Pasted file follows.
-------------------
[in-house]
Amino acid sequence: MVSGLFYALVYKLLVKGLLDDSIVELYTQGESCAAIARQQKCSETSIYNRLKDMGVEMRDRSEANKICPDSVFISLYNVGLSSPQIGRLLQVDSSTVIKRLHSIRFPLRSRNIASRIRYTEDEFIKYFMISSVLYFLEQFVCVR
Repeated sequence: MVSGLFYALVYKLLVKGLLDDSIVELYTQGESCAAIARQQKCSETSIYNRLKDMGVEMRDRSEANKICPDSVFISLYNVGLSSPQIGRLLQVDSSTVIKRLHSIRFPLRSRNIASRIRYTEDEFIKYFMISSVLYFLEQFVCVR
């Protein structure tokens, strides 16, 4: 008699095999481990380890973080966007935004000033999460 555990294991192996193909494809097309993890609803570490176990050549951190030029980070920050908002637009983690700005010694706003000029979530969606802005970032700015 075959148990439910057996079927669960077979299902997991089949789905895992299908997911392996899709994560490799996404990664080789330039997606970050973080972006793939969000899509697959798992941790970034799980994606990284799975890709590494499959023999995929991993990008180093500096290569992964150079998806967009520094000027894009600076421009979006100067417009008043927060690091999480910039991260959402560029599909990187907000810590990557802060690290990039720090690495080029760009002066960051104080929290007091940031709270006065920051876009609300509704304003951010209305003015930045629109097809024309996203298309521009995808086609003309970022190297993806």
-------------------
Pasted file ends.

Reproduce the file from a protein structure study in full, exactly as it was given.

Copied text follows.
[in-house]
Amino acid sequence: MVSGLFYALVYKLLVKGLLDDSIVELYTQGESCAAIARQQKCSETSIYNRLKDMGVEMRDRSEANKICPDSVFISLYNVGLSSPQIGRLLQVDSSTVIKRLHSIRFPLRSRNIASRIRYTEDEFIKYFMISSVLYFLEQFVCVR
Repeated sequence: MVSGLFYALVYKLLVKGLLDDSIVELYTQGESCAAIARQQKCSETSIYNRLKDMGVEMRDRSEANKICPDSVFISLYNVGLSSPQIGRLLQVDSSTVIKRLHSIRFPLRSRNIASRIRYTEDEFIKYFMISSVLYFLEQFVCVR
């Protein structure tokens, strides 16, 4: 008699095999481990380890973080966007935004000033999460 555990294991192996193909494809097309993890609803570490176990050549951190030029980070920050908002637009983690700005010694706003000029979530969606802005970032700015 075959148990439910057996079927669960077979299902997991089949789905895992299908997911392996899709994560490799996404990664080789330039997606970050973080972006793939969000899509697959798992941790970034799980994606990284799975890709590494499959023999995929991993990008180093500096290569992964150079998806967009520094000027894009600076421009979006100067417009008043927060690091999480910039991260959402560029599909990187907000810590990557802060690290990039720090690495080029760009002066960051104080929290007091940031709270006065920051876009609300509704304003951010209305003015930045629109097809024309996203298309521009995808086609003309970022190297993806």